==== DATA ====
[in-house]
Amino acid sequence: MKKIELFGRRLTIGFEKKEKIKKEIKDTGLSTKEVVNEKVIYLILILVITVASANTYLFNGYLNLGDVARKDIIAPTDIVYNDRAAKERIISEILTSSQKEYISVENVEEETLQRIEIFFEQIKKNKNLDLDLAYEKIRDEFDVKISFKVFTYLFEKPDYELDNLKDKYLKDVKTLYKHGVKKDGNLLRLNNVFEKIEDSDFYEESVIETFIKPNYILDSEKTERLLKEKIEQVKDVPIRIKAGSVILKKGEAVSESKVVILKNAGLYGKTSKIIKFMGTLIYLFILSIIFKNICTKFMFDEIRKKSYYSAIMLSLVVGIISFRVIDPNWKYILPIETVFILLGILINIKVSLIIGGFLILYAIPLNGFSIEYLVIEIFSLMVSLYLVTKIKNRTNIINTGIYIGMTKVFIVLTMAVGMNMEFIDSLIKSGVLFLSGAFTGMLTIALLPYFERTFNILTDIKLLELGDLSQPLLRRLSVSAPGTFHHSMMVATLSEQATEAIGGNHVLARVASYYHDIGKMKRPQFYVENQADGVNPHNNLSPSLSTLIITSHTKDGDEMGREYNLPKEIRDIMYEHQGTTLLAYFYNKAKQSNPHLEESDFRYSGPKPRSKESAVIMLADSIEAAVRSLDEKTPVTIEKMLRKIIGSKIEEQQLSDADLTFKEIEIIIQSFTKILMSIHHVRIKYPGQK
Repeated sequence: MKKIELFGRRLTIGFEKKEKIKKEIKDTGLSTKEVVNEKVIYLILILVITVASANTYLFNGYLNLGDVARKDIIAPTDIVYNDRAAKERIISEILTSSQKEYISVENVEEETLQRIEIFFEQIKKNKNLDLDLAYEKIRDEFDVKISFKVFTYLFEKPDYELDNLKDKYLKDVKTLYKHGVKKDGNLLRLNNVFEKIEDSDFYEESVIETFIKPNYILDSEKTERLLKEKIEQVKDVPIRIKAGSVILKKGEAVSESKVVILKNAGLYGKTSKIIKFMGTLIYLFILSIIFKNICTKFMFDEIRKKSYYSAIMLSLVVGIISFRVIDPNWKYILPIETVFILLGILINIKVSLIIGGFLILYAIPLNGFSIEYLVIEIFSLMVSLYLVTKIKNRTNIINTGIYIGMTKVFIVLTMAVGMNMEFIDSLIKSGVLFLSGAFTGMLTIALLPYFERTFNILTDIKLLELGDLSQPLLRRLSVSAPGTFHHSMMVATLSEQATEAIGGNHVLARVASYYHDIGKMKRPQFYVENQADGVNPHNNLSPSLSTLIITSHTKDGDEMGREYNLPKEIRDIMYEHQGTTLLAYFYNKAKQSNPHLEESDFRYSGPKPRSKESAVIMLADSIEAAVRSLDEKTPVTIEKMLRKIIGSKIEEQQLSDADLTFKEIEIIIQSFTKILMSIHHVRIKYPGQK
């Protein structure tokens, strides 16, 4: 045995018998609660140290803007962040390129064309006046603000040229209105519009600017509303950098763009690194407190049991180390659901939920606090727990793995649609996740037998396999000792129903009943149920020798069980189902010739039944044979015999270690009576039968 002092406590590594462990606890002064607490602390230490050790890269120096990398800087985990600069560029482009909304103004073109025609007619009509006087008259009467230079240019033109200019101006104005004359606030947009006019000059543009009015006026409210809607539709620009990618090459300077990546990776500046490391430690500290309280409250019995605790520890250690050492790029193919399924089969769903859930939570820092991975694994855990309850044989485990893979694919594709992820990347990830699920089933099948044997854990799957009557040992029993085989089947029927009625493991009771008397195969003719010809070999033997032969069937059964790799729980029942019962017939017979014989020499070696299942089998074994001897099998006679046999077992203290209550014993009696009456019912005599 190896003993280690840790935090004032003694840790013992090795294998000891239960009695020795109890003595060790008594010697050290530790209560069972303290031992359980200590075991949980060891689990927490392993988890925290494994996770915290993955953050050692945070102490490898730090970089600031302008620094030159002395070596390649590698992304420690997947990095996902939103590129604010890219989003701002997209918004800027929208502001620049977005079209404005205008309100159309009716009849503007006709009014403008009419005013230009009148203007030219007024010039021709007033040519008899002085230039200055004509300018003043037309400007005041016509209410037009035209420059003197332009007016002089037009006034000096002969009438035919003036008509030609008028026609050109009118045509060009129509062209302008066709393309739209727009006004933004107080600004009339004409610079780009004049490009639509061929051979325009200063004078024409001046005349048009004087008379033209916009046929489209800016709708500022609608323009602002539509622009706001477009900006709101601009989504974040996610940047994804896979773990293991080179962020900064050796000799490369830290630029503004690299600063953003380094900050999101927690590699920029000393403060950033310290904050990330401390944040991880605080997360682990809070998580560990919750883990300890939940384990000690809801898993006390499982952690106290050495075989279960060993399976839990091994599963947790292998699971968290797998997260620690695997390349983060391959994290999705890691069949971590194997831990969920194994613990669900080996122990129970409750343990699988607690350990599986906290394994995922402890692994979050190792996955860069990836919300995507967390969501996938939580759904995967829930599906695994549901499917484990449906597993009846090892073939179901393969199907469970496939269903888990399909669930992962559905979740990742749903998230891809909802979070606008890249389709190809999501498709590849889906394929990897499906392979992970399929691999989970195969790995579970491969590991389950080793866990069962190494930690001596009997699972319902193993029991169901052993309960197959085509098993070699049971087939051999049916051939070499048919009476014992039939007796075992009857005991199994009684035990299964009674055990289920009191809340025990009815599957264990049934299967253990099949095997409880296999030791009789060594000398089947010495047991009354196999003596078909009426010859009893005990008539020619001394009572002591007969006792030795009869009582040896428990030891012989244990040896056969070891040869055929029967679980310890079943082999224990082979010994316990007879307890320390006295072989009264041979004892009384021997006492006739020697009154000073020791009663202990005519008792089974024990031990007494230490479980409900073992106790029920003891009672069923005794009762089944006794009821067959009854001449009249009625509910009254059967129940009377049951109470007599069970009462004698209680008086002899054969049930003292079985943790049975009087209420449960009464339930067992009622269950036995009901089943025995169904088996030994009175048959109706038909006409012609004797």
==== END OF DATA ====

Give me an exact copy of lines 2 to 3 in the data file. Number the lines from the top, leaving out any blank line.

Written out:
Amino acid sequence: MKKIELFGRRLTIGFEKKEKIKKEIKDTGLSTKEVVNEKVIYLILILVITVASANTYLFNGYLNLGDVARKDIIAPTDIVYNDRAAKERIISEILTSSQKEYISVENVEEETLQRIEIFFEQIKKNKNLDLDLAYEKIRDEFDVKISFKVFTYLFEKPDYELDNLKDKYLKDVKTLYKHGVKKDGNLLRLNNVFEKIEDSDFYEESVIETFIKPNYILDSEKTERLLKEKIEQVKDVPIRIKAGSVILKKGEAVSESKVVILKNAGLYGKTSKIIKFMGTLIYLFILSIIFKNICTKFMFDEIRKKSYYSAIMLSLVVGIISFRVIDPNWKYILPIETVFILLGILINIKVSLIIGGFLILYAIPLNGFSIEYLVIEIFSLMVSLYLVTKIKNRTNIINTGIYIGMTKVFIVLTMAVGMNMEFIDSLIKSGVLFLSGAFTGMLTIALLPYFERTFNILTDIKLLELGDLSQPLLRRLSVSAPGTFHHSMMVATLSEQATEAIGGNHVLARVASYYHDIGKMKRPQFYVENQADGVNPHNNLSPSLSTLIITSHTKDGDEMGREYNLPKEIRDIMYEHQGTTLLAYFYNKAKQSNPHLEESDFRYSGPKPRSKESAVIMLADSIEAAVRSLDEKTPVTIEKMLRKIIGSKIEEQQLSDADLTFKEIEIIIQSFTKILMSIHHVRIKYPGQK
Repeated sequence: MKKIELFGRRLTIGFEKKEKIKKEIKDTGLSTKEVVNEKVIYLILILVITVASANTYLFNGYLNLGDVARKDIIAPTDIVYNDRAAKERIISEILTSSQKEYISVENVEEETLQRIEIFFEQIKKNKNLDLDLAYEKIRDEFDVKISFKVFTYLFEKPDYELDNLKDKYLKDVKTLYKHGVKKDGNLLRLNNVFEKIEDSDFYEESVIETFIKPNYILDSEKTERLLKEKIEQVKDVPIRIKAGSVILKKGEAVSESKVVILKNAGLYGKTSKIIKFMGTLIYLFILSIIFKNICTKFMFDEIRKKSYYSAIMLSLVVGIISFRVIDPNWKYILPIETVFILLGILINIKVSLIIGGFLILYAIPLNGFSIEYLVIEIFSLMVSLYLVTKIKNRTNIINTGIYIGMTKVFIVLTMAVGMNMEFIDSLIKSGVLFLSGAFTGMLTIALLPYFERTFNILTDIKLLELGDLSQPLLRRLSVSAPGTFHHSMMVATLSEQATEAIGGNHVLARVASYYHDIGKMKRPQFYVENQADGVNPHNNLSPSLSTLIITSHTKDGDEMGREYNLPKEIRDIMYEHQGTTLLAYFYNKAKQSNPHLEESDFRYSGPKPRSKESAVIMLADSIEAAVRSLDEKTPVTIEKMLRKIIGSKIEEQQLSDADLTFKEIEIIIQSFTKILMSIHHVRIKYPGQK